HOT TOPIC OF COLD FUSION THE FOCUS FOR FEB. 13 LECTURE
Date: Saturday, February 10, 2007 @ 16:20:04 GMT
Topic: Science


Steven Krivit writes: For Immediate Release: HOT TOPIC OF COLD FUSION THE FOCUS FOR FEB. 13 LECTURE BY UNIVERSITY OF LA VERNE ADJUNCT PROFESSOR MELVIN MILES

In 1989, low energy nuclear reactions – better known publicly as cold fusion – were hailed as a landmark scientific achievement. Two separate research groups in Utah claimed to have discovered what at the time was hailed as a potential source of virtually limitless power. But when the well-publicized breakthrough turned into a world-renowned bust, cold fusion was relegated by many to the undistinguished category of pseudo-science.


The concept and the controversy surrounding cold fusion are once again a topic of interest involving both academic and corporate researchers. University of La Verne adjunct professor Melvin Miles will provide the discussion a local forum during his lecture “Navy Research and the Future of Cold Fusion” at noon on Tuesday, Feb. 13, in the university’s Presidents Dining Room. Co-sponsored by the Faculty Research Committee and the ULV Academy, the lecture is open to the public and admission is free.

The ULV lecture is the first in a series of talks Miles will give during the next two months. He will present his paper, “Precision and Accuracy of Cold Fusion Calorimetry” at the American Physical Society’s March 5-9 meeting in Denver. He has also been invited to present at the American Chemical Society National Meeting March 25-30 in Chicago.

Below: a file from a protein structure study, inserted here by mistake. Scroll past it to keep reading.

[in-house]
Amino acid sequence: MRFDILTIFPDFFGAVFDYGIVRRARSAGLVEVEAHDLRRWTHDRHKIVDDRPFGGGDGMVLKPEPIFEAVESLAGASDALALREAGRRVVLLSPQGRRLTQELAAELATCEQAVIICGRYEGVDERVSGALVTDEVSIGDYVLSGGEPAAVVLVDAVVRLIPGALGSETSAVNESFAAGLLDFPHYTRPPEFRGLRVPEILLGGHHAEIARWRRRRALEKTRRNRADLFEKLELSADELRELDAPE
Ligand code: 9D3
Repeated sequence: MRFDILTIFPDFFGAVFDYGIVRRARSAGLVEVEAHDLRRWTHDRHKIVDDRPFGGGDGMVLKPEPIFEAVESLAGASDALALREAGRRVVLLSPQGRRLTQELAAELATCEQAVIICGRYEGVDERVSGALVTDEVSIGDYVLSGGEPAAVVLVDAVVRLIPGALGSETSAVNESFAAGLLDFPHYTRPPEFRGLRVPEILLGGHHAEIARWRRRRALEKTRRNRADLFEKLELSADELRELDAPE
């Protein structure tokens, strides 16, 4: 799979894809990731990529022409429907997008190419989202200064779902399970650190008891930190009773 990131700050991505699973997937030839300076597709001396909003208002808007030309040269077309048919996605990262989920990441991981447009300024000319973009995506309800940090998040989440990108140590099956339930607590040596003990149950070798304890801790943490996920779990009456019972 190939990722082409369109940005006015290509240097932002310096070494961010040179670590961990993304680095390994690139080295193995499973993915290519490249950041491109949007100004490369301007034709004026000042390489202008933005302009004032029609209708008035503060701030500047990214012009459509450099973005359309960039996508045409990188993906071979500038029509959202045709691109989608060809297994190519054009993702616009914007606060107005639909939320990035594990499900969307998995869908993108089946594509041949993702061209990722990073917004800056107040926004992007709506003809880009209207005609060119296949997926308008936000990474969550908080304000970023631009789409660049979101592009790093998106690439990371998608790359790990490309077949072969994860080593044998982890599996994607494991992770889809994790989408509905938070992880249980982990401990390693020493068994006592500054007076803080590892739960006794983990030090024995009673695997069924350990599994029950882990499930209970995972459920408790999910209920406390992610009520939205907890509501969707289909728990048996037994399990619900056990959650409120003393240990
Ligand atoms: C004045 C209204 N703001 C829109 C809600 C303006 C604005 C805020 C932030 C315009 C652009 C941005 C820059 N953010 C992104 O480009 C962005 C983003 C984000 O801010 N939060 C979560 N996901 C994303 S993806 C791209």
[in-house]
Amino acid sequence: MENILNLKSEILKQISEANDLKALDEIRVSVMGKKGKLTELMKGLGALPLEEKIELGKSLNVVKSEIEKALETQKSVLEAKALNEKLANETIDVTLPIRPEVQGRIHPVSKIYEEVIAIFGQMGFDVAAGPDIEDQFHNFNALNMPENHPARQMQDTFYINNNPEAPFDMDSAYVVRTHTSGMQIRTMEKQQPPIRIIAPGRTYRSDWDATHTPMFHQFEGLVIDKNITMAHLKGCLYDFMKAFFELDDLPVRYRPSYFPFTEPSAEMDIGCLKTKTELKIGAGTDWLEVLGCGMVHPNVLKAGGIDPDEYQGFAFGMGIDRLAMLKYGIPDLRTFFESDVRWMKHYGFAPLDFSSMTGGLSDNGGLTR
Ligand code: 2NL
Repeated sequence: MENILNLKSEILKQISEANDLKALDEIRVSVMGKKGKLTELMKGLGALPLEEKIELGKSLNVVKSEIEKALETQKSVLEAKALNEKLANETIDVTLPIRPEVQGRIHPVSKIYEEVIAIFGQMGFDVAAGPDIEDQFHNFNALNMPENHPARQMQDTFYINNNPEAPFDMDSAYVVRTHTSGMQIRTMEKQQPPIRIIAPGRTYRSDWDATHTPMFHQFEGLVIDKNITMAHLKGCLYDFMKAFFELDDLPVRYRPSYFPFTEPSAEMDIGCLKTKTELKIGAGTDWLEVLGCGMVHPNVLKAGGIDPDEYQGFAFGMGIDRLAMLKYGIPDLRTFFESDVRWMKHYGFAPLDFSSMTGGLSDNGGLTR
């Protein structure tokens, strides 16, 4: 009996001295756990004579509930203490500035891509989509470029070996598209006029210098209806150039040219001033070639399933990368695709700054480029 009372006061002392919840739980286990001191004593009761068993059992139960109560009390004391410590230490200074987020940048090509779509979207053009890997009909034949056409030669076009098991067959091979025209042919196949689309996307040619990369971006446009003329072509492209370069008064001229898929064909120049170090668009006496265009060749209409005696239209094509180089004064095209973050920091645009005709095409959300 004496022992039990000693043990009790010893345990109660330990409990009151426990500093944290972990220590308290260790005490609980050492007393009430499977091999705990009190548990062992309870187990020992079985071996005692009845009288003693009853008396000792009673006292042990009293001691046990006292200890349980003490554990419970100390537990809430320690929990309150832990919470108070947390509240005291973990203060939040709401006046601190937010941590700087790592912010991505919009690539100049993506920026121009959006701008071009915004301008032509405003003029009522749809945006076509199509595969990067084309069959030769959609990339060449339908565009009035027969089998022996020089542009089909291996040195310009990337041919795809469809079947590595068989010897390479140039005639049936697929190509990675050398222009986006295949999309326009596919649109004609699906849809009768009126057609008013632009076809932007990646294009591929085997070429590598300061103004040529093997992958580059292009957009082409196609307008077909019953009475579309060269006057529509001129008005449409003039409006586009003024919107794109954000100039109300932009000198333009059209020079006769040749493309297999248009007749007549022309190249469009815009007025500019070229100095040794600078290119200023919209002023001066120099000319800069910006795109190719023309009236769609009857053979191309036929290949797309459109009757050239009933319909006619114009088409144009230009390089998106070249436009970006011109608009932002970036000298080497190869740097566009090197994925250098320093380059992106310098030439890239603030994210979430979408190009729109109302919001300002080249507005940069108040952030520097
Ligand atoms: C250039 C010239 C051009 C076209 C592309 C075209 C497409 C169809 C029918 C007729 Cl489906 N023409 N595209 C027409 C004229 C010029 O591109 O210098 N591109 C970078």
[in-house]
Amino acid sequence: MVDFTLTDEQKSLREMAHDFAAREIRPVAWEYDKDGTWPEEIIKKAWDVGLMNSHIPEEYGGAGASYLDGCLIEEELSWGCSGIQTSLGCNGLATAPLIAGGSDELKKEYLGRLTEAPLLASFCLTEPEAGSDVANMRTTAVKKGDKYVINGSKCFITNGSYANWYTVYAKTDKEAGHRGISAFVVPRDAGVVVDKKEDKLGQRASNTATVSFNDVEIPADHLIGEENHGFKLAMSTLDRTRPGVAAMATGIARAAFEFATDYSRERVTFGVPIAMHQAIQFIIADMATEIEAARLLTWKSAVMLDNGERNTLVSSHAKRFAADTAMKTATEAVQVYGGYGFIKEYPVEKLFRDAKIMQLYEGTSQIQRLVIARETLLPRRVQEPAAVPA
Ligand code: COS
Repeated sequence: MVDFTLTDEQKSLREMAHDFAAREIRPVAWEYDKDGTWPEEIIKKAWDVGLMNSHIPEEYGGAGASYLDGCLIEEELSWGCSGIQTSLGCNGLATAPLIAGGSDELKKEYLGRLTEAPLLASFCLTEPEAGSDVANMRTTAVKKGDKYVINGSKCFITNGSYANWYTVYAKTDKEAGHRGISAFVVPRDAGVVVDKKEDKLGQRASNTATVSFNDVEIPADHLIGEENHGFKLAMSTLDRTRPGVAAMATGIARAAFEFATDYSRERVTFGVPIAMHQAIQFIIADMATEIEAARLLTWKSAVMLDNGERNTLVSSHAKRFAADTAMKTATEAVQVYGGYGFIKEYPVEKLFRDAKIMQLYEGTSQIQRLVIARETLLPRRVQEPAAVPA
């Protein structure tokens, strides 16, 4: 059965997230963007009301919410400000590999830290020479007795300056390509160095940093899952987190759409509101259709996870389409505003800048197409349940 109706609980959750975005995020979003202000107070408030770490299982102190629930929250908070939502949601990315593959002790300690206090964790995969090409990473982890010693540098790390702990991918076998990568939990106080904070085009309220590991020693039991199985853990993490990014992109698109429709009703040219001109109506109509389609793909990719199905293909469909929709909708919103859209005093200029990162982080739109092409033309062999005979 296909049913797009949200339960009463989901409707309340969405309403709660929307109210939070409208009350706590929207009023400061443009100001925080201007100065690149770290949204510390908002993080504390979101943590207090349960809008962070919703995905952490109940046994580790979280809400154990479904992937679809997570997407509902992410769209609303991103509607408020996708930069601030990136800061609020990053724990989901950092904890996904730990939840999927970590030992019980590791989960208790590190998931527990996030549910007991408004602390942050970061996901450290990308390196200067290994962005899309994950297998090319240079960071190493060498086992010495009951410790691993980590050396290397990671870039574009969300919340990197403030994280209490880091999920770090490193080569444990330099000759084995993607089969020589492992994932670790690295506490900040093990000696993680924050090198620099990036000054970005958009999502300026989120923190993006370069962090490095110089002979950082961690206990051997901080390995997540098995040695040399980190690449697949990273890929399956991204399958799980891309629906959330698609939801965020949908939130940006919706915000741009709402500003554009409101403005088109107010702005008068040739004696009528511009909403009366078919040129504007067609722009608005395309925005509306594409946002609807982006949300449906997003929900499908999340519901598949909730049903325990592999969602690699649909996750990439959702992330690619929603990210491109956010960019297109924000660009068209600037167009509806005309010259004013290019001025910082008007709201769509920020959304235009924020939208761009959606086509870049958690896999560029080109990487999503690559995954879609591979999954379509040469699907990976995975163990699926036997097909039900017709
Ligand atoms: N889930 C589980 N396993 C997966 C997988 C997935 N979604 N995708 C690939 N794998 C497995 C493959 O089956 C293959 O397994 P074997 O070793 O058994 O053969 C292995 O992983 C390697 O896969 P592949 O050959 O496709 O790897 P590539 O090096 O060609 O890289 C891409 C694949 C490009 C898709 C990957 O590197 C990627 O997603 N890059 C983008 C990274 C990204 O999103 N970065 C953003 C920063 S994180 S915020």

Miles earned a Ph.D. in Physical Chemistry from the University of Utah in 1966. He has been teaching chemistry at ULV since 2002, initially as a visiting professor and most recently as an adjunct professor while also doing research on thermal batteries at the Naval Weapons Center in China Lake, Calif. He has also been a visiting professor at Bates College in Maine and at Middle Tennessee State University.

Prior to teaching, Miles served 24 years as a researcher for the U.S. Navy. In 1997-98 he was the NEDO Guest Researcher at the R&D Center for New Hydrogen Energy at The Institute of Applied Energy in Sapporo, Japan. He has authored 185 scientific publications and made 125 presentations at scientific meetings.

For additional information on Miles’ lecture, contact the ULV Academic Affairs Office at (909) 593-3511 ext. 4240.

The Presidents Dining Room is in Davenport Dining Hall on the university’s main campus, located on the southwest corner of D and Third streets in La Verne. Maps of the campus and parking information are available on the Internet at www.ulv.edu.

Release No. 0607-021
CONTACT: Rusty Evans/ revans3@ulv.edu
(909) 593-3511, ext. 4687







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